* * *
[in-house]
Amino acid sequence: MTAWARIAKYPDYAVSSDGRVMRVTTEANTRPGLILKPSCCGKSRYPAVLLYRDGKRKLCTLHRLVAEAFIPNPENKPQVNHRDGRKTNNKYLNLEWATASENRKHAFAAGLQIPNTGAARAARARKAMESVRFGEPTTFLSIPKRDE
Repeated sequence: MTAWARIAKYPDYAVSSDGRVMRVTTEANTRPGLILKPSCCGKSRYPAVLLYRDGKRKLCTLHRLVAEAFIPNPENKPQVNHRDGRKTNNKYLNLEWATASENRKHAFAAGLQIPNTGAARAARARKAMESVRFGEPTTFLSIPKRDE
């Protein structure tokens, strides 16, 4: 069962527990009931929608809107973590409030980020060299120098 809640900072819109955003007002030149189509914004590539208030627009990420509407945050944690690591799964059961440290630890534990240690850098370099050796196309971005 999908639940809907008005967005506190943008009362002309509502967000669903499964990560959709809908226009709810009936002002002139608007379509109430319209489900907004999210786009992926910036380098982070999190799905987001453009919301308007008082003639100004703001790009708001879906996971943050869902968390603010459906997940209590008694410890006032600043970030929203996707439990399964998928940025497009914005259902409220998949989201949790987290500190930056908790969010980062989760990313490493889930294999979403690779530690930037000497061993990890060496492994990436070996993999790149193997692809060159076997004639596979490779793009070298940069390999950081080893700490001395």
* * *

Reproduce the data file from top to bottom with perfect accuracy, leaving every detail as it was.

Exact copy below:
[in-house]
Amino acid sequence: MTAWARIAKYPDYAVSSDGRVMRVTTEANTRPGLILKPSCCGKSRYPAVLLYRDGKRKLCTLHRLVAEAFIPNPENKPQVNHRDGRKTNNKYLNLEWATASENRKHAFAAGLQIPNTGAARAARARKAMESVRFGEPTTFLSIPKRDE
Repeated sequence: MTAWARIAKYPDYAVSSDGRVMRVTTEANTRPGLILKPSCCGKSRYPAVLLYRDGKRKLCTLHRLVAEAFIPNPENKPQVNHRDGRKTNNKYLNLEWATASENRKHAFAAGLQIPNTGAARAARARKAMESVRFGEPTTFLSIPKRDE
């Protein structure tokens, strides 16, 4: 069962527990009931929608809107973590409030980020060299120098 809640900072819109955003007002030149189509914004590539208030627009990420509407945050944690690591799964059961440290630890534990240690850098370099050796196309971005 999908639940809907008005967005506190943008009362002309509502967000669903499964990560959709809908226009709810009936002002002139608007379509109430319209489900907004999210786009992926910036380098982070999190799905987001453009919301308007008082003639100004703001790009708001879906996971943050869902968390603010459906997940209590008694410890006032600043970030929203996707439990399964998928940025497009914005259902409220998949989201949790987290500190930056908790969010980062989760990313490493889930294999979403690779530690930037000497061993990890060496492994990436070996993999790149193997692809060159076997004639596979490779793009070298940069390999950081080893700490001395």